Sometimes a sporting event is more than just a game. Sometimes the arena for competition is emblematic and symbolic of a greater reality, in which the twists and turns of a match carry a wider significance.
And so it was for the titanic clash between India and Pakistan in the semifinal of the cricket World Cup; a tie that needed no artificially created hype. Giants of the sport going head-to-head for a place in the final as two nations, both equally obsessed with the game, saw millions become engrossed with the drama unfolding on a circle of grass in Mohali.
And the celebratory spirit of the event was remarkable given the backdrop of recent relations between to the two Asian rivals. The uneasy neighbors have fought three wars since the blood-soaked partition of the subcontinent in 1947, and recent peace talks were shattered in November 2008 when ten gunmen attacked Mumbai, killing 164 people and wounding hundreds more.
India blamed Pakistan for harboring terrorists as political relationships disintegrated. And all seemed bleak until a game of cricket intervened.
Earlier this week India's prime minister used the semifinal showdown as a vehicle for diplomacy, inviting his Pakistani counterpart to watch the first match between the countries since "26/11" – which is how Indians refer to that deadly day.
Seemingly only cricket, often referred to as a "religion" or being "like God" in the parts of Mumbai I have visited, was enough to focus collective minds on what unites rather than divides.
And if cricket is a religion, it is easy to identify its gods. Local hero Sachin Tendulkar cleared the streets of his home city Mumbai as he closed in on a century in Mohali. When he was out before reaching three figures, you could hear a low rumble as a nation collectively groaned.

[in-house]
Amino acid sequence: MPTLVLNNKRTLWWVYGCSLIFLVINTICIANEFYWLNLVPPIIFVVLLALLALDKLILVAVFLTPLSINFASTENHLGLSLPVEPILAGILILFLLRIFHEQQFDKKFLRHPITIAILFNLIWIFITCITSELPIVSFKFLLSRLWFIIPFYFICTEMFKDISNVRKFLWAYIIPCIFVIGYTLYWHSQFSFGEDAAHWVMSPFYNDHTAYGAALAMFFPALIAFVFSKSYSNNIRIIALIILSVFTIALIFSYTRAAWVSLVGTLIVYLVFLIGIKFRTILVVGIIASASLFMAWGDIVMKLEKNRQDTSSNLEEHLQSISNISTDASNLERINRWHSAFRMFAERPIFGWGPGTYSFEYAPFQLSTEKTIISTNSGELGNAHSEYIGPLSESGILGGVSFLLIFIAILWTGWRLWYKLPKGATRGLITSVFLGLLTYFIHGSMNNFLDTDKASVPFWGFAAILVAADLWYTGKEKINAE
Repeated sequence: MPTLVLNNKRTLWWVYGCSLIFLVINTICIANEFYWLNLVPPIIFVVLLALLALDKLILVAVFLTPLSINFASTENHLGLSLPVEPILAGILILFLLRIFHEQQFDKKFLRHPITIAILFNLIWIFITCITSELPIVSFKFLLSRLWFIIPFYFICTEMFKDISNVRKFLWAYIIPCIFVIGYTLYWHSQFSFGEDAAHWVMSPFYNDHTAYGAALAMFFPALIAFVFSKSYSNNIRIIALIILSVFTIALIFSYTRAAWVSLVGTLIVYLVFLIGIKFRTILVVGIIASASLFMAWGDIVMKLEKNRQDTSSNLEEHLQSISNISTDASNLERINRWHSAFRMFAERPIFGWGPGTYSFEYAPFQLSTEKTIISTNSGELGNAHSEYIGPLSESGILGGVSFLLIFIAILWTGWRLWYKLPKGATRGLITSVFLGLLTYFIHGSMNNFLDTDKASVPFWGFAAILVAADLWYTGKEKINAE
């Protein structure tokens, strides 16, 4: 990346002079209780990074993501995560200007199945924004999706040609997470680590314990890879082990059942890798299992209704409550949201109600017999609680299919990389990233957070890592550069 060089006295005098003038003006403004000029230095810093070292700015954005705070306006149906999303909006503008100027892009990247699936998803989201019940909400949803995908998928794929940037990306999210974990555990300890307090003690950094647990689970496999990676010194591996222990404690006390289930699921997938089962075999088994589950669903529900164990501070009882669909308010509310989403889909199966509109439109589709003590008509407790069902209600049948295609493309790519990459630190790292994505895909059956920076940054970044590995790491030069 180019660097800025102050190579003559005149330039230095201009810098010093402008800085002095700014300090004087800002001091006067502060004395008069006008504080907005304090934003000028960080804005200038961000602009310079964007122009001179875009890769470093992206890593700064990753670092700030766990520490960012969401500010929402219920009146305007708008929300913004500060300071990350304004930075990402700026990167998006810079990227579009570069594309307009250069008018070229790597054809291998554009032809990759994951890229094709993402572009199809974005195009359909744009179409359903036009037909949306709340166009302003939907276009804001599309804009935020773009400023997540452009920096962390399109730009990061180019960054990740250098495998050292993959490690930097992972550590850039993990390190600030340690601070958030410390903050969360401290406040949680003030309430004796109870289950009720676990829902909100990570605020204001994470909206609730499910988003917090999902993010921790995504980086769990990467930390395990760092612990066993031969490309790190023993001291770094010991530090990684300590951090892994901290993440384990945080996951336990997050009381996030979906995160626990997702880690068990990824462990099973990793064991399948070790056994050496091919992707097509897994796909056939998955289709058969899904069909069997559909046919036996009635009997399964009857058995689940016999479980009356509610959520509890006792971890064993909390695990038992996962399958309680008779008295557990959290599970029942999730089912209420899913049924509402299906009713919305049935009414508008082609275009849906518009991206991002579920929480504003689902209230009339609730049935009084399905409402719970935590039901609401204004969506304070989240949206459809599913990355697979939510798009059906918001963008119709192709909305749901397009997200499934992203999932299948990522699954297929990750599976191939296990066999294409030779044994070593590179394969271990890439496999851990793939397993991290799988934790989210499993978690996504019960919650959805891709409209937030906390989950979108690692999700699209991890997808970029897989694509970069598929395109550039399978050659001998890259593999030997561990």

That would have included Akhilesh Chaturvedi, a patient at the Fortis hospital on the outskirts of the city. He brought forward his spine surgery so it wouldn't clash with the match, and he will have watched the semifinal from his bed as he recovers.
One of the official World Cup sponsors, Reliance, gave workers in their Infrastructure division the day off, while others simply left their offices early short before the afternoon start. Cinema chains, bars, clubs and restaurants were all showing the action – many charging for tickets to control demand.
And even in one of Asia's largest slums, Dharavi – featured in the movie "Slumdog Millionaire" – saw people crowding into whichever ram-shackle hut had a telly.
The poverty and deprivation visible in a place like Dharavi is often physically shocking. And yet, any concerns about food or sanitation were brushed to one side as India and Pakistan went head-to-head.
No doubt there were similar scenes of passion in Pakistan. Two nations, united by their love of cricket, no matter how distant the relationship between their respective governments.